A few weeks back, we took an impromptu, post Covid holiday to the Kitchener-Waterloo area in southern Ontario. With our new puppy. That, in itself, is an adventure, but I’ll try and stick to the topic. For those who are unfamiliar, this area is known for its large population of mennonite groups and such delights as the St. Jacob’s farmer’s market. A rich heritage and belief system of “old ways” and “traditions” (not to mention a plethora of mouth watering baked goods and fresh produce!) We’ve been numerous times and have enjoyed the bounty of harvest at several times of the year. This time, we ventured out of our traditional visitor spots and explored some ‘off the beaten path’ trails and smaller towns. We ate lunch at Bonnie Lou’s Cafe (on the patio with the pup) and the Mitton crew heartily recommend it! Oh, the pie….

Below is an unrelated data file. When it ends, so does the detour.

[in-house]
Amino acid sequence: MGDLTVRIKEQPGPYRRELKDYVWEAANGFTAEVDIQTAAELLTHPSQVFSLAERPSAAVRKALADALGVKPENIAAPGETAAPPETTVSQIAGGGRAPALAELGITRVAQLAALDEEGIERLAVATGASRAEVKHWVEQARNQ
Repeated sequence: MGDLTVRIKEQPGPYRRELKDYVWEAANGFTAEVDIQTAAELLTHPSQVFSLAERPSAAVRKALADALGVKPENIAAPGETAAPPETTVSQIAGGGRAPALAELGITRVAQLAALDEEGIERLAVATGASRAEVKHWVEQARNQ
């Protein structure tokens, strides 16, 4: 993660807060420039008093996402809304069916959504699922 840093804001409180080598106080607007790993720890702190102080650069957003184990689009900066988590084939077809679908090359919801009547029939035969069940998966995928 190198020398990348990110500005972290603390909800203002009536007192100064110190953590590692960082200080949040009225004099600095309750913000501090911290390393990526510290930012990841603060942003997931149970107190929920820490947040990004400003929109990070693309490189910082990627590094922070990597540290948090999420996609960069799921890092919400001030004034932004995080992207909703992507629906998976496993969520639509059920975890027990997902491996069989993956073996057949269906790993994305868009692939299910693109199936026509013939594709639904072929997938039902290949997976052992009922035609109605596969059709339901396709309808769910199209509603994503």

We also stumbled upon “The West Montrose Covered Bridge” the only remaining covered bridge in Ontario, affectionately known as “the kissing bridge” because the wood covering allows for *ahem* some shadowed privacy. I suppose some traditions never die. Which brings me back to things of “old”. Why do we hold dear to traditions? Are they better ways? Does the future hold promise? Should we change for the sake of change? I don’t know. The jury is out for me on this muse. Some days I feel stuck in the middle of old school pad and paper vs. cell phone texts. Does church need to “get with the times” or be examples of time honoured traditional practice? Is the Bible “old fashioned”? Can Christians be relevant to this fast paced generation of instant gratification? Where does the balance lie?